In the film industry, they are known as sleeper hits. These are films that are commercial failures at first, only to resurface as widely acknowledged classics many years later. It’s a Wonderful Life is one such example – a loss-maker at the box office whose greatness was only fully recognised 30 years after its release when it became a Christmas staple on TV. The Shawshank Redemption is another; it appears in almost every top 10 list of the public’s favourite films, yet I don’t know anyone who has seen it on the big screen.
There are sleeper technologies, too: inventions that exist for years as the province of a small minority of eccentrics before they finally hit the big time. The fax machine was invented in the 19th century but was little used until the 1980s. Video-conferencing had to wait for a pandemic for its business use to become mainstream. The mobile phone, like the washing machine and dishwasher before it, spent its earliest years vilified as a pointless luxury. The same was even true of the car: in 1906, my distant cousin Woodrow Wilson remarked that “nothing has spread socialistic feeling in the United States more than the automobile”. It symbolised, he said, the “arrogance of wealth”. Three years later the Model-T appeared.
I suspect sleeper technologies have something in common with sleeper films. Either they are waiting for some magical extra ingredient to come along to help them deliver their value (in the way that The Rocky Horror Picture Show needed audience participation to achieve immortality). So, in this scheme of things, the Shawshank Redemption of kitchen appliances must be the air fryer.
The kitchen-top gadget has been around for years, but only recently has it received the recognition it deserves. Firstly, it suffered from having a very silly and unappealing name. An air fryer does not fry at all – it is a glorified, miniature, high-intensity convection oven. Unlike a fryer, it does not use any oil, although manufacturers sometimes recommend adding a few skeuomorphic drops of oil onto the food to recreate the smell of fried food. The whole point of the air fryer is that it doesn’t do what it says on the tin – it creates the crispiness of fried food, but without the fat.
This important distinction did not prevent retailers from displaying air fryers next to deep-fat fryers on the shelves, hence confining them to a corner of John Lewis which the foodie bourgeoisie disdained to visit. Putting the device next to deep-fat fryers led people to believe they were primarily for cooking chips. They do this very well – but, in reality, that is only one of their many party pieces: kale, gnocchi, lentils, bananas, bacon, steak and chicken (and almost any food you care to Google) can all be cooked more interestingly in an air fryer, offering as it does the speed of a microwave without the sogginess.
Having an advertising client who made the gadget, but who bizarrely refused to advertise them, I was, for many years, the St Augustine of Air Fryers, regularly preaching their virtues while being met with widespread bemusement. Except, that is, from the tiny number of people who already owned them, who treated me like a long-lost soulmate.
I converted my octogenarian father, who subsequently converted several of his friends. I bought them as presents, and most of the recipients loved them. I once even suggested to my client that they rename the product the ‘Air Sauteuse’, suggesting that Frenchifying the name might destigmatise the product among snobbier Brits who scorn fried food. After all, sous-vide cooking enjoyed a brief vogue, even though it is no more hygienic than putting food in a plastic bag and then storing it in your underpants for five hours on a hot day.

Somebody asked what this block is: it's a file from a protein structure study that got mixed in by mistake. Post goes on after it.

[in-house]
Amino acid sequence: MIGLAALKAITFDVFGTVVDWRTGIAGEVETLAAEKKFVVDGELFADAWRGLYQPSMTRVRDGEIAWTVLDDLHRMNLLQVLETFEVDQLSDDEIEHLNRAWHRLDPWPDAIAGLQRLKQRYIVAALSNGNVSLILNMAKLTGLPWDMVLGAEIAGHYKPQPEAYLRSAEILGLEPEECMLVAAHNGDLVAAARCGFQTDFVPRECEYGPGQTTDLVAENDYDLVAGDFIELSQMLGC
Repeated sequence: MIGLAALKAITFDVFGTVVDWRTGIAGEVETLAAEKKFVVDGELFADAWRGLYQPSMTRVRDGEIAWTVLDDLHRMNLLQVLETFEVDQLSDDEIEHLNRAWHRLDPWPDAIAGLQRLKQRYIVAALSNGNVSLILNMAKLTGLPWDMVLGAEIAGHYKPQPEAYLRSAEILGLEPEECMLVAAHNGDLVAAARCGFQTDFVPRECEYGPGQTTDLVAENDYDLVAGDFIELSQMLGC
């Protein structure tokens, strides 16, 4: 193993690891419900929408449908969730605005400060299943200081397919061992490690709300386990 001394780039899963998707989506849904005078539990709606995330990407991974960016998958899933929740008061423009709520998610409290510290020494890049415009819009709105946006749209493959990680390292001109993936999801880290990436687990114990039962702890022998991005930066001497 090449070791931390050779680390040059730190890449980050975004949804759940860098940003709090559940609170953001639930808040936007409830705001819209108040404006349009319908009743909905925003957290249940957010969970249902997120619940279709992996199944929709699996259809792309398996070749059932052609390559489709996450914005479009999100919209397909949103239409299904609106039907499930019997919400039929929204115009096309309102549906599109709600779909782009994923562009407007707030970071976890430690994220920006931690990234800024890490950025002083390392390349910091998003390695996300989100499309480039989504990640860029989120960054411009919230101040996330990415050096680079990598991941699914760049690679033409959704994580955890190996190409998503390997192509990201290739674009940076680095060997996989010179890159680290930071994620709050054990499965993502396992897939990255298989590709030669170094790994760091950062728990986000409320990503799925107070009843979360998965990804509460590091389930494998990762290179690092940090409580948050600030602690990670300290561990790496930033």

What I eventually realised was that the air fryer is what economists call “an experience good”: you only want one when you already have one. It is also a ratchet product, in that once you own one, you cannot imagine living without it. It was a Catch-22: nobody wanted one until they owned one.
But, six months ago, I noticed something had suddenly changed. People were showing me more and more articles about air fryers from social media. A specialist US magazine launched, called simply Air Fryer. Google searches for “air fryer” rose more than tenfold in a month. And it turns out that what finally rescued the product from its undeserved obscurity was TikTok.
It seems that everyone with an air fryer had a secret recipe of their own devising, and that sharing these secrets had become an online meme. There are now dedicated air fryer gurus with millions of subscribers on the social media platform, and they have taken it from a cult to a movement overnight. A cynic would say that a fan oven cooks in the same way – but, to the impatient young, getting a full-size oven to full heat feels as tedious as getting up full steam on the Mallard.
TikTok and air frying were made for each other. What could be better for short-form video than a short-form cooking device? And the device thrives on the kind of cooking hacks that TikTok’s younger audience loves. Some of their recipes are utterly brilliant – crispy kale chips, cooked potato peelings, panko courgettes, samosas, banana chips – and so too their tricks for heating and pimping store-bought food in the air fryer. But none of them are as good as my own ‘bacon cooked three ways’ trick, in which you microwave bacon for two minutes, pan-fry it for three minutes and then air fry it for four.
But, finally, I feel vindicated. A bit like Professor Higgs must have felt when his boson was proven to exist. Maybe I’m not mad after all.
Rory Sutherland is vice chairman of Ogilvy Group, and author of Alchemy: The Magic of Original Thinking in a World of Mind-Numbing Conformity (Penguin, £9.99). Buy now at books.telegraph.co.uk or call 0844 871 1514
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